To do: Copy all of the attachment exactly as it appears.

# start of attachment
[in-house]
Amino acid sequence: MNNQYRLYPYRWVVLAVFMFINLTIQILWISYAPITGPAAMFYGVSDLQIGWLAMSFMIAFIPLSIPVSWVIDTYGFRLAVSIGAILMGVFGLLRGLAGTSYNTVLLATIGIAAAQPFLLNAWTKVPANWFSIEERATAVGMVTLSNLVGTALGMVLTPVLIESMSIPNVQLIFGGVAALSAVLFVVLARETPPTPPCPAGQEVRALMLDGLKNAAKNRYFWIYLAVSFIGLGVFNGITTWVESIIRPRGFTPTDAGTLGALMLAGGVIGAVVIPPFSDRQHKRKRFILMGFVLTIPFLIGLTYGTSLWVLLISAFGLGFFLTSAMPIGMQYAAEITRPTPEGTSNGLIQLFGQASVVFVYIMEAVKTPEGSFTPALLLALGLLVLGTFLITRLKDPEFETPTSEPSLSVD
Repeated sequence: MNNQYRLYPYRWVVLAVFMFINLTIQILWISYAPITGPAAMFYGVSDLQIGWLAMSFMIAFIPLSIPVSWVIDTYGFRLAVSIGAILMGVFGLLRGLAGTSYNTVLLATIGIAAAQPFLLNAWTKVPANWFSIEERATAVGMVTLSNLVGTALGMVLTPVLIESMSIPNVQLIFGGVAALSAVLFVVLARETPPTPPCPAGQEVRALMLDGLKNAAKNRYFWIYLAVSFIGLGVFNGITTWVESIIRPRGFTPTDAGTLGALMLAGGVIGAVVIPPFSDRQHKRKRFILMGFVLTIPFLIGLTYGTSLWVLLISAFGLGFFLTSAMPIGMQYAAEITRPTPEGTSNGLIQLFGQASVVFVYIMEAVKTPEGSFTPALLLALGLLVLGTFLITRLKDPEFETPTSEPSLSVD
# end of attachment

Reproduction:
[in-house]
Amino acid sequence: MNNQYRLYPYRWVVLAVFMFINLTIQILWISYAPITGPAAMFYGVSDLQIGWLAMSFMIAFIPLSIPVSWVIDTYGFRLAVSIGAILMGVFGLLRGLAGTSYNTVLLATIGIAAAQPFLLNAWTKVPANWFSIEERATAVGMVTLSNLVGTALGMVLTPVLIESMSIPNVQLIFGGVAALSAVLFVVLARETPPTPPCPAGQEVRALMLDGLKNAAKNRYFWIYLAVSFIGLGVFNGITTWVESIIRPRGFTPTDAGTLGALMLAGGVIGAVVIPPFSDRQHKRKRFILMGFVLTIPFLIGLTYGTSLWVLLISAFGLGFFLTSAMPIGMQYAAEITRPTPEGTSNGLIQLFGQASVVFVYIMEAVKTPEGSFTPALLLALGLLVLGTFLITRLKDPEFETPTSEPSLSVD
Repeated sequence: MNNQYRLYPYRWVVLAVFMFINLTIQILWISYAPITGPAAMFYGVSDLQIGWLAMSFMIAFIPLSIPVSWVIDTYGFRLAVSIGAILMGVFGLLRGLAGTSYNTVLLATIGIAAAQPFLLNAWTKVPANWFSIEERATAVGMVTLSNLVGTALGMVLTPVLIESMSIPNVQLIFGGVAALSAVLFVVLARETPPTPPCPAGQEVRALMLDGLKNAAKNRYFWIYLAVSFIGLGVFNGITTWVESIIRPRGFTPTDAGTLGALMLAGGVIGAVVIPPFSDRQHKRKRFILMGFVLTIPFLIGLTYGTSLWVLLISAFGLGFFLTSAMPIGMQYAAEITRPTPEGTSNGLIQLFGQASVVFVYIMEAVKTPEGSFTPALLLALGLLVLGTFLITRLKDPEFETPTSEPSLSVD